Small-cap Midwich (LSE: MIDW) flies under the radar of most investors. Indeed, only around 7,000 shares in the specialist audiovisual and document solutions distributor change hands every day on average, but that does not mean that you should ignore this growth champion.
Over the past 12 months, shares in the company have smashed the broader market, returning 146% as the business has gone from strength to strength. And today the firm revealed that this growth momentum has continued with management now expecting to report revenue for 2017 of approximately £470m, representing growth of around 28% year-on-year. As well as growing revenues by nearly a third, the group has managed to do so while “continuing to improve gross margins in line with the board’s expectations.“
As a result of this performance, the group “now anticipates reporting adjusted profit before tax for 2017 comfortably ahead of its previous expectations.”
City analysts had been expecting earnings per share growth of 78% year-on-year before today’s news. It now looks as if this target will be exceeded, which means that the shares, trading at a forward P/E of 22.5 (based on old forecasts) look exceptionally cheap. Specifically, Midwich’s PEG ratio is around 0.3. A PEG ratio of less than one signals that the shares offer growth at a reasonable price.
What’s more, it looks as if Midwich’s growth will continue into 2018. The company made a number of acquisitions in 2017 to help this, the full benefit of which should be seen this year. MD Stephen Fenby noted in today’s press release that “through 2018, management will continue to explore cross-selling opportunities in the current portfolio while also evaluating the healthy pipeline of potential acquisitions.” So it looks as if there are more deals on the horizon.
Analysts have earnings per share growth of 14% pencilled in for 2018, but this could turn out to be a conservative estimate if Midwich continues to expand at its current rate.
Alongside Midwich, I also like the look of Rolls-Royce Holding (LSE: RR).
Growth target by 2020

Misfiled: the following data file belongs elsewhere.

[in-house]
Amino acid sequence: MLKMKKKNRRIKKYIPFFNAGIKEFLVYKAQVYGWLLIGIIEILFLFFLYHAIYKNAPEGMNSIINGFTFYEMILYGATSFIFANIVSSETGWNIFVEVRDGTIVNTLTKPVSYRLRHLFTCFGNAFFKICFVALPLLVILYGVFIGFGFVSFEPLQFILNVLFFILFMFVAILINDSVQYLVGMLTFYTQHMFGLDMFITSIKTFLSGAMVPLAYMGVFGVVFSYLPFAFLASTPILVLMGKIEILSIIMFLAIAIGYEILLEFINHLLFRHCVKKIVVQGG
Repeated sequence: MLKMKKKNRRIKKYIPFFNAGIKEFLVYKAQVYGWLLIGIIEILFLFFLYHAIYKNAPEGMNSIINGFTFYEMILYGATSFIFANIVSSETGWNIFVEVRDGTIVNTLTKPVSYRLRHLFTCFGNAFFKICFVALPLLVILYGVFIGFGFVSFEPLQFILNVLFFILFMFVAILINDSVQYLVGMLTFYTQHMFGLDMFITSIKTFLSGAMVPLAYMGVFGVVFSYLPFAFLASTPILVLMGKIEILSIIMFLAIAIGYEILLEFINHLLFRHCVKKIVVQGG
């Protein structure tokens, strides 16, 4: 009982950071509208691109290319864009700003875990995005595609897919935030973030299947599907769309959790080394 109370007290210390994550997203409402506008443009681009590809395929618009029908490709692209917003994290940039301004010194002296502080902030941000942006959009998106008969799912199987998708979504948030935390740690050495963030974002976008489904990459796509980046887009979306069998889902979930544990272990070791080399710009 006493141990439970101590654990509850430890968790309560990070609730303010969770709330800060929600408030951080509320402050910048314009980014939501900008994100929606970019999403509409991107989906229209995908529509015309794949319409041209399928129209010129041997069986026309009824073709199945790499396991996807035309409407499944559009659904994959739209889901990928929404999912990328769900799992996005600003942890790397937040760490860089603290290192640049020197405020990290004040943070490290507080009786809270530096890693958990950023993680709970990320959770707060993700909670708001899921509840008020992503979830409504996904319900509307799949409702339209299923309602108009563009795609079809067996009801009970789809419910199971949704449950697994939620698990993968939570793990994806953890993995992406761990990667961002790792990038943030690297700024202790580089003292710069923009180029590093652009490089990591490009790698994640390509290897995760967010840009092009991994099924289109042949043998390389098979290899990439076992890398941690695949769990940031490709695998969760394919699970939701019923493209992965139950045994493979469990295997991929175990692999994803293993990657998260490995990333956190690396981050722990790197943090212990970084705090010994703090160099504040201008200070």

Shares in Rolls have struggled over the past year as the company has got stuck into its turnaround plan. On the face of it, the stock isn’t that cheap, which could put investors off. However, this is a growth story that will take time to unfold.
Rolls is currently trading at a forward P/E of 27.2, which is painfully expensive when you take into account the group’s stagnating earnings. Nonetheless, management believes that by 2020, the firm will be producing £1bn of cash flow, and it’s here that the value is to be found.
Rolls’ free cash flow last peaked at £781m in 2013 when the shares traded as high as 1,185p, a valuation of just under 26 times free cash flow per share. Cash flow of £1bn works out at 54p per share, which translates into a share price of 1,404 based on the previous multiple. Based on this target, investors could see a return of 64% over the next three years.
That said, management has cautioned that it won’t be plain sailing to this target, that’s why I believe Midwich would make a perfect partner for Rolls in your portfolio if you’re looking for a growth duo.
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Rupert Hargreaves owns no share mentioned. The Motley Fool UK has no position in any of the shares mentioned. Views expressed on the companies mentioned in this article are those of the writer and therefore may differ from the official recommendations we make in our subscription services such as Share Advisor, Hidden Winners and Pro. Here at The Motley Fool we believe that considering a diverse range of insights makes us better investors.